Daily briefing

10 things you need to know today: April 29, 2021

Biden describes ambitious agenda in 1st address to Congress, investigators search Giuliani's home and office, and more

1

Biden pitches ambitious agenda in 1st address to Congress

President Biden touted his administration's accomplishments in his first 100 days in office on Wednesday night, telling lawmakers that America is "on the move again" after braving "pandemic and pain," and "insurrection and autocracy." Biden used his first address to a joint session of Congress to unveil his $1.8 trillion American Families Plan, which calls for increasing spending to provide family leave, child care, health care, preschool, and college education for millions of people, and paying for it largely by increasing taxes on the wealthiest Americans. "We have to prove democracy works," Biden said. He pointed to his $1.9 trillion stimulus package and his proposed $2.3 trillion infrastructure plan as signs of progress since he took office in January, just weeks after an insurrectionist mob attacked the Capitol.

2

Investigators search Giuliani's home and office

Federal investigators searched Rudy Giuliani's home and office in Manhattan on Wednesday with warrants executed under an escalating investigation into his dealings in Ukraine. The former New York City mayor and personal lawyer to former President Trump is being investigated for possibly illegal lobbying on behalf of Ukrainian officials, and his efforts to dig up dirt on Trump's political rivals. Former U.S. attorney Harry Litman tweeted that "this means that a magistrate judge has found probable cause to believe that [Giuliani's actions in Ukraine] were criminal." "Here we go folks!" tweeted another former Trump lawyer, Michael Cohen, who pleaded guilty to multiple charges in 2018 after raids on his home and office. Giuliani's lawyer called the search, in which investigators seized Giuliani's electronic devices, "legal thuggery."

3

N.C. judge declines to release video of fatal police shooting

A North Carolina judge on Wednesday declined to release to the public body-camera footage showing Pasquotank County sheriff's deputies fatally shooting Andrew Brown Jr., a 42-year-old Black man. Brown's relatives will be allowed to watch some of the body- and dash-cam videos, Superior Court Judge Jeff Foster said. The deputies' faces and name tags will be blurred so they can't be identified. Brown was shot in his car outside his home in Elizabeth City a week ago while deputies were serving search and arrest warrants related to drug charges. The incident, which prompted protests and calls for the videos' release, occurred less than 24 hours after a former Minneapolis police officer was convicted of the murder of George Floyd, an unarmed Black man.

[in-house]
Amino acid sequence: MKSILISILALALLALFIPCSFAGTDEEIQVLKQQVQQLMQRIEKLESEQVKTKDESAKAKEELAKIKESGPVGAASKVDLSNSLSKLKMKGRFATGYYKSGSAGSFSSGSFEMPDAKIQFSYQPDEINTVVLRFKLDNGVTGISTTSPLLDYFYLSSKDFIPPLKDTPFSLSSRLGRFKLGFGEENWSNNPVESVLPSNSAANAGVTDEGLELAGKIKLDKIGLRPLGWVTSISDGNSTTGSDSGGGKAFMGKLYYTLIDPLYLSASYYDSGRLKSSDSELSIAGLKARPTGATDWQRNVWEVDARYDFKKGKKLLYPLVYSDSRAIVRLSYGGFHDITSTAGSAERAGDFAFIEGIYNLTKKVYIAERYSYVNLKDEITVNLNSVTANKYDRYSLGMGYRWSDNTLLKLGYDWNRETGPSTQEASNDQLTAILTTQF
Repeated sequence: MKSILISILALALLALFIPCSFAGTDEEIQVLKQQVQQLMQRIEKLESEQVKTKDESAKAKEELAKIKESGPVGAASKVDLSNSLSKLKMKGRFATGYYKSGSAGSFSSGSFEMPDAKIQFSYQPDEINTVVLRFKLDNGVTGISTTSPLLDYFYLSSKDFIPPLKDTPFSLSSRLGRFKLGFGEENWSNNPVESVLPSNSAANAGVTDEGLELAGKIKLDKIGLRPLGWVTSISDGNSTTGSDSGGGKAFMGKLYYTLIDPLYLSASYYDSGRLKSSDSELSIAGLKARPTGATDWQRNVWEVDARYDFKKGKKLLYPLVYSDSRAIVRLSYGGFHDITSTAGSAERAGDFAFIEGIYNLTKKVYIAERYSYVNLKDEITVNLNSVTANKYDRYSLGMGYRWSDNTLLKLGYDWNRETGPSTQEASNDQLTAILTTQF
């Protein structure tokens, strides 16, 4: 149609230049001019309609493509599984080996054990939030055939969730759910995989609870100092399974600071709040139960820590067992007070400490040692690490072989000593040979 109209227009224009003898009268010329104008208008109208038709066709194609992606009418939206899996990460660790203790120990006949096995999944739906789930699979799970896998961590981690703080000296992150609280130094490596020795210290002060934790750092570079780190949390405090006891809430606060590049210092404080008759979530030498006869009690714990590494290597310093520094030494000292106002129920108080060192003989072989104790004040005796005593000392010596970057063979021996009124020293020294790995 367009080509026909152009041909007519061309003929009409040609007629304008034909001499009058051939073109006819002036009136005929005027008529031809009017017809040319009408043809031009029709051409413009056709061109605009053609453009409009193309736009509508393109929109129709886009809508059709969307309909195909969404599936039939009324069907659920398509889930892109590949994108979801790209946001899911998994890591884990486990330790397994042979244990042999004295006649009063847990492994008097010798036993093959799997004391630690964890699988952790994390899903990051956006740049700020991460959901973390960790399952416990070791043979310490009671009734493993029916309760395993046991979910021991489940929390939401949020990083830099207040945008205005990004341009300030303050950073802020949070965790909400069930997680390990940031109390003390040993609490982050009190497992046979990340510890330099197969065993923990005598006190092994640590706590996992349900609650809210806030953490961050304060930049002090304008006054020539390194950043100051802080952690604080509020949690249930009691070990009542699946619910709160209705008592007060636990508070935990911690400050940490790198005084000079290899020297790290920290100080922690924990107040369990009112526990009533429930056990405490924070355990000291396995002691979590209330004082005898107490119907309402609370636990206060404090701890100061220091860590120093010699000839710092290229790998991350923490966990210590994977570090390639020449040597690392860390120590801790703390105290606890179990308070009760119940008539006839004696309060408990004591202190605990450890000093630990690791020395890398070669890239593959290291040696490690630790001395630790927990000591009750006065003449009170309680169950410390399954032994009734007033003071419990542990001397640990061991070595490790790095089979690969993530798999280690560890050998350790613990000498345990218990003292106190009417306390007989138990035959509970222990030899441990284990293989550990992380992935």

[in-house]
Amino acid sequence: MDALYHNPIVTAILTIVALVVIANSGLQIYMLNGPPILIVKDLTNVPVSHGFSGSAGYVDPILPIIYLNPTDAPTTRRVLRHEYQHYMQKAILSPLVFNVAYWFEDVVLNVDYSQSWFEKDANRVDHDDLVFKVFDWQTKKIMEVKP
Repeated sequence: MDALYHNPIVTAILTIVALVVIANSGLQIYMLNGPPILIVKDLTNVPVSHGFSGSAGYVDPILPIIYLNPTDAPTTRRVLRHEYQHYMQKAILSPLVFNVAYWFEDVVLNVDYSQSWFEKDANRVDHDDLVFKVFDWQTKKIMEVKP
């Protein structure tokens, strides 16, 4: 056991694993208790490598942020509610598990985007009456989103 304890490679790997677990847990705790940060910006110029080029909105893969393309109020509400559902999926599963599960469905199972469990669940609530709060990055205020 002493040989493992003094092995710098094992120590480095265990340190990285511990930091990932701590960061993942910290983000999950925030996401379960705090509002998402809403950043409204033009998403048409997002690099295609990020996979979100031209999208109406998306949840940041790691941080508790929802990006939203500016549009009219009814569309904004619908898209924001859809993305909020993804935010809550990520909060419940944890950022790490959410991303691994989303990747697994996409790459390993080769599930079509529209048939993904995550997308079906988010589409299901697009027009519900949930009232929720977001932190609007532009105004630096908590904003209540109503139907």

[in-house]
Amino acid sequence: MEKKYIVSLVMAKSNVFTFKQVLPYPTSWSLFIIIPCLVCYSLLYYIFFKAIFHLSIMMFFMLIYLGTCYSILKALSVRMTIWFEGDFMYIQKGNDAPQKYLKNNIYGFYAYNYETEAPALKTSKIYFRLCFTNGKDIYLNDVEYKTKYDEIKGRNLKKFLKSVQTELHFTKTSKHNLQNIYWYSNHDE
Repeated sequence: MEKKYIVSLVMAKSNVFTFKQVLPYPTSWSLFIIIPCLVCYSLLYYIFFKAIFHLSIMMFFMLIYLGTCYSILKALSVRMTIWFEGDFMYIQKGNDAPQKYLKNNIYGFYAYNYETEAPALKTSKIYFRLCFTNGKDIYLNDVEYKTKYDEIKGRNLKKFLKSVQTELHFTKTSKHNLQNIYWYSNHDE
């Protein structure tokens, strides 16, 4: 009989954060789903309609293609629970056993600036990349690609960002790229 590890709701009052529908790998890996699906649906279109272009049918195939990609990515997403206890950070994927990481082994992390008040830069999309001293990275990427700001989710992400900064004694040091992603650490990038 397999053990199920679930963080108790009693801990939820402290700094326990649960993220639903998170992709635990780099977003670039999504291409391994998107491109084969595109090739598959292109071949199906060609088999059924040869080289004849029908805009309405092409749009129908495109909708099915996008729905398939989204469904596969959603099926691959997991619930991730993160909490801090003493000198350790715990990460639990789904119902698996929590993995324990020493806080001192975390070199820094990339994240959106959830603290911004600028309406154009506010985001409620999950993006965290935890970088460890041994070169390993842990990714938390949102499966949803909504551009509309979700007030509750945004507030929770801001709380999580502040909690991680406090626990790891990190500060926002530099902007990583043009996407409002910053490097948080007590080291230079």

4

Sen. Tim Scott says Biden broke promise to unite Americans

Sen. Tim Scott (R-S.C.) delivered the Republican rebuttal to President Biden's first address to a joint session of Congress on Wednesday, accusing Biden of breaking his vow to unite the country during his first 100 days in office. "Our president seems like a good man. His speech was full of good words," Scott said. "But President Biden promised you a specific kind of leadership. He promised to unite a nation. To lower the temperature. To govern for all Americans, no matter how we voted." Scott said Biden was "pulling us further apart" by pushing through his $1.9 trillion coronavirus relief package without GOP support, then proposing another $4 trillion in spending on his infrastructure package and American Family Plan, which Scott called a liberal "wish-list."

5

Chicago releases video of fatal police shooting after mayor calls for calm

Chicago authorities on Wednesday released body-camera and surveillance video showing a foot chase that ended when a police officer fatally shot 22-year-old Anthony Alvarez early on March 31. The video released by the Civilian Office of Police Accountability didn't show the moment Alvarez was shot. It shows officers chasing him down an alley, then catching up to him as he turned a corner and ran across a small lawn. Alvarez appears to be carrying a cellphone in one hand and an object shaped like a pistol in the other, although he doesn't point it toward the officers in the video. After Alvarez is shot, he falls onto the front stoop of a house and asks the officers why they are shooting him. "Because you had a gun!" an officer says. Chicago Mayor Lori Lightfoot called for calm before the video was released.